7 Billion – an Inconvenient Truth

On or about today, Halloween, the world is expected to surpass 7 Billion human inhabitants. That is, plus or minus 56 million. Based on estimates from the United Nations, October 31st lies in the middle of a 12-month margin of uncertainty, wherein is is highly likely that more than 7,000,000,000 people will simultaneously be alive on this world. While babies being born today are being claimed to be the 7 billionth baby, and statisticians quibble about our lack of an accurate count of the human population and its growth rate, there’s no better day than today to stop and recognize that the human population is indeed growing. This has enormous implications for geo-politics, resource management, social studies, and of course, agriculture.
In the realm of food politics we hear claims that genetic engineering is ‘the solution‘ to world food problems, or that we just need more food per acre. We also hear that it is all about distribution or diet, and that we do not need more food to feed these people. The fact is that both of these dichotomous views are wrong. The task of adequately and consciously feeding, clothing, employing, and protecting 7 Billion people will take all of these things, and a lot more. About a month ago I watched this video created by the University of Minnesota’s Institute for the Environment – and I think it is the best video I have ever seen that sums it up. Watch it.

The Inconvenient Truth is not only that we have this huge task ahead of us, but that many of the people we need to come together to do this would rather bicker about petty political differences. Now how do we get all those people at the table without chucking food at each other?

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Written by Karl Haro von Mogel

Karl Haro von Mogel serves as BFI’s Director of Science and Media and as Co-Executive Editor of the Biofortified Blog. He has a PhD in Plant Breeding and Plant Genetics from UW-Madison with a minor in Life Sciences Communication. He is a Postdoctoral Scholar at UC Riverside and works on Citrus genetics.

4 comments

  1. “many of the people we need to come together to do this would rather bicker about petty political differences.”
    Karl,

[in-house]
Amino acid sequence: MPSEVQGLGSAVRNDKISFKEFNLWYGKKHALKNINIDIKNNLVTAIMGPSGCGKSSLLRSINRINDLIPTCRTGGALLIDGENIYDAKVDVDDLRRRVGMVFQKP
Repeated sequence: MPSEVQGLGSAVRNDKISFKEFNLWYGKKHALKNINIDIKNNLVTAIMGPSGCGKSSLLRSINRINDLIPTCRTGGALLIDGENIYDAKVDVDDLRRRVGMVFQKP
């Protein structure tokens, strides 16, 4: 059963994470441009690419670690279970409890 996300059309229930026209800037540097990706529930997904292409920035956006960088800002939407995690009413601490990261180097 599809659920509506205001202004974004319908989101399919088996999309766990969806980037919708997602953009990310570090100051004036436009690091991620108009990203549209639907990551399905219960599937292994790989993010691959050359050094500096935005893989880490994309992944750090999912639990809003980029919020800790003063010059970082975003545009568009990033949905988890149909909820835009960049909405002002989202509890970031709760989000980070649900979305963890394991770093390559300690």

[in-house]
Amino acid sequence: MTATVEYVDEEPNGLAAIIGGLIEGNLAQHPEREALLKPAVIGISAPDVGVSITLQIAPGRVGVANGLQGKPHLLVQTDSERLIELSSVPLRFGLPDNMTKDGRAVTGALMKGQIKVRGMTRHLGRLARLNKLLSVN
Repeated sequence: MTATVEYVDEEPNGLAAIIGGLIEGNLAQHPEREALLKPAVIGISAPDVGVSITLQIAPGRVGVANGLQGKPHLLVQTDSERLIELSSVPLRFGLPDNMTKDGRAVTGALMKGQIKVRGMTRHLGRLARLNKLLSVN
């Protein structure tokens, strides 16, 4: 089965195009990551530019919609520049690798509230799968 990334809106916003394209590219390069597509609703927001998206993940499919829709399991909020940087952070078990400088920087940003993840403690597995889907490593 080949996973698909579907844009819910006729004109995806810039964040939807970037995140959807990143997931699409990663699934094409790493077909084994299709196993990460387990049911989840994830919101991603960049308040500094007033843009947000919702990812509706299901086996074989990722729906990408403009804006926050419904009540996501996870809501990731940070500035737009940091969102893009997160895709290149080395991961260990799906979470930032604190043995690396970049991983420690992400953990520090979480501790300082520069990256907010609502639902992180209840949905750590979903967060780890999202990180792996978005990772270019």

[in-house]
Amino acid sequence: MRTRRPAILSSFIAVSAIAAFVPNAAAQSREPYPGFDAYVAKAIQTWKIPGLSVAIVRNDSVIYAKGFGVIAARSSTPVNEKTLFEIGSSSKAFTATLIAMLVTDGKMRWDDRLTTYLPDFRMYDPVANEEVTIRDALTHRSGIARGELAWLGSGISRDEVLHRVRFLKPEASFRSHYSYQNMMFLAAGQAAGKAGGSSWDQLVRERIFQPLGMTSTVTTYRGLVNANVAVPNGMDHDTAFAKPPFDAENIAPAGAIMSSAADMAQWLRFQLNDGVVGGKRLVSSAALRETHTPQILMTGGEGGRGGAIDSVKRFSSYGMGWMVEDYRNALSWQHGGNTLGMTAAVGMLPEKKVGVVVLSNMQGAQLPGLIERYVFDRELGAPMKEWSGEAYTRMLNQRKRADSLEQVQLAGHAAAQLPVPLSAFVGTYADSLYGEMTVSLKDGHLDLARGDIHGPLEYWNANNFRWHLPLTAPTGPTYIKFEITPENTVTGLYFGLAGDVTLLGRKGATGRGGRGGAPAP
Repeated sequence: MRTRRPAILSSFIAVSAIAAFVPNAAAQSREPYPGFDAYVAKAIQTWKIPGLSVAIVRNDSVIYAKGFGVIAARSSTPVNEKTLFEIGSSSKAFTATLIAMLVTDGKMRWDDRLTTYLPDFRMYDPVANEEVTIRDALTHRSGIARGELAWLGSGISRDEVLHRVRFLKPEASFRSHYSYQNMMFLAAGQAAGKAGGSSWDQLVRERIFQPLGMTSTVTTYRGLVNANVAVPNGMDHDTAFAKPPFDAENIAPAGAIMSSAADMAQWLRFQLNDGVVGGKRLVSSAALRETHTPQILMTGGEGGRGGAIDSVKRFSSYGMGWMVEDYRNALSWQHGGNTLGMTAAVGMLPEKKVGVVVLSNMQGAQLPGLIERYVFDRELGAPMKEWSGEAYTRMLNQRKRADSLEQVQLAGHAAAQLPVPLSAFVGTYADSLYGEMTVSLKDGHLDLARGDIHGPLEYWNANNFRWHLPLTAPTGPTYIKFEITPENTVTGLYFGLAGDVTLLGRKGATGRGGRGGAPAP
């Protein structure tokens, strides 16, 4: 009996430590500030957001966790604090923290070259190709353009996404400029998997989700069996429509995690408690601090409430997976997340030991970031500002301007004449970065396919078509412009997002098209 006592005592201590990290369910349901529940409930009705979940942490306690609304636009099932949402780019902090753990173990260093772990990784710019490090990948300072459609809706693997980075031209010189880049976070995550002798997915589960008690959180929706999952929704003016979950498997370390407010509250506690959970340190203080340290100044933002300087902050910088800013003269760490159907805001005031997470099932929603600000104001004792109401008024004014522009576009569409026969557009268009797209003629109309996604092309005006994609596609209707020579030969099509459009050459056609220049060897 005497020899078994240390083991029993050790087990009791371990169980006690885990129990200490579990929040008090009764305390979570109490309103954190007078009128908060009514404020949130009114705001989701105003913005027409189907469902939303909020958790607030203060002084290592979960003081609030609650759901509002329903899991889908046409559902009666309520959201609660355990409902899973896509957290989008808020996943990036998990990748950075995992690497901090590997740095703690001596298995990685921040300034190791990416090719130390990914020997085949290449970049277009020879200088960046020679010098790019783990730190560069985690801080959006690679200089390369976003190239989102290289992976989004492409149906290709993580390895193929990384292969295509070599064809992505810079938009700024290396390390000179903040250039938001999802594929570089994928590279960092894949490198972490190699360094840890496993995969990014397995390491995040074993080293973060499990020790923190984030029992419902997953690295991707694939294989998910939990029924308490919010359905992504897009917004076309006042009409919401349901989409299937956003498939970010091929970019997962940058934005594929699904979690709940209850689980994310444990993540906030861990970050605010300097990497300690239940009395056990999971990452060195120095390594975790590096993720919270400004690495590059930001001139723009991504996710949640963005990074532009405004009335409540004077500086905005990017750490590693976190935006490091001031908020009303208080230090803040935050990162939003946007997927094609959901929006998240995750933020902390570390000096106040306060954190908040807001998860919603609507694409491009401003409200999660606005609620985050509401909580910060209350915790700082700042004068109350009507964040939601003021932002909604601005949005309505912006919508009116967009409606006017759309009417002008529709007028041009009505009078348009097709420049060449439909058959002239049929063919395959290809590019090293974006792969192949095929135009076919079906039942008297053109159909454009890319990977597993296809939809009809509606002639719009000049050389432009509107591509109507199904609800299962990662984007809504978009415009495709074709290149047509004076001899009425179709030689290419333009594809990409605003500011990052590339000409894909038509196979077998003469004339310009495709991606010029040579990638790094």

‘The people we need to come together’ on how to feed 7 billion would be easy to assemble and reach workable conclusions if we excluded from the process all those who are paid to bicker.
    Around the world, billion$ annually are spent on individuals and groups to support their bickering, we all know who they are. If they worked constructively with others and found solutions, they’d very quickly be unemployed.
    With no marketable skills outside of the protest industry, which would blackball them. How’d you like to be a professional activist who brokered a peace with modern agriculture? Your resume would go straight into the recycling bin, everywhere in your industry. No employment for sell-out traitors.
    Unless you’re with the WWF, which sells certification ‘holy indulgences’ to corporate interests involving ‘sustainability’. But you gotta monetize it first. If you don’t, apply for a job packing grocery bags with factory food.

  2. Here’s hoping some people actually take up this incredibly well done call to action.
    I can’t even express how frustrated I feel when people keep squabbling about things that are tiny and meaningless in comparison to the problems we face as a species. We have to work together, but I just don’t see many people who are interested 🙁

  3. One distressingly convenient thing is that the costs of not improving food production/supplies fall most heavily upon the neediest.
    They won’t be donating to Greenpeace et. al. any time soon, making their actual needs irrelevant to ‘the debate’.
    What’s worse, commercial interests in the organic industry have been able to monetize poverty-stricken farmers in the third world, helping ensuring they remain mired in food insecurity. And no, these farmers are not selling organic grains and oilseeds to Europe, they’re selling things like herbal teas, etc. and buying food on the local market. Needless to say, this does *not* improve food production/supply.

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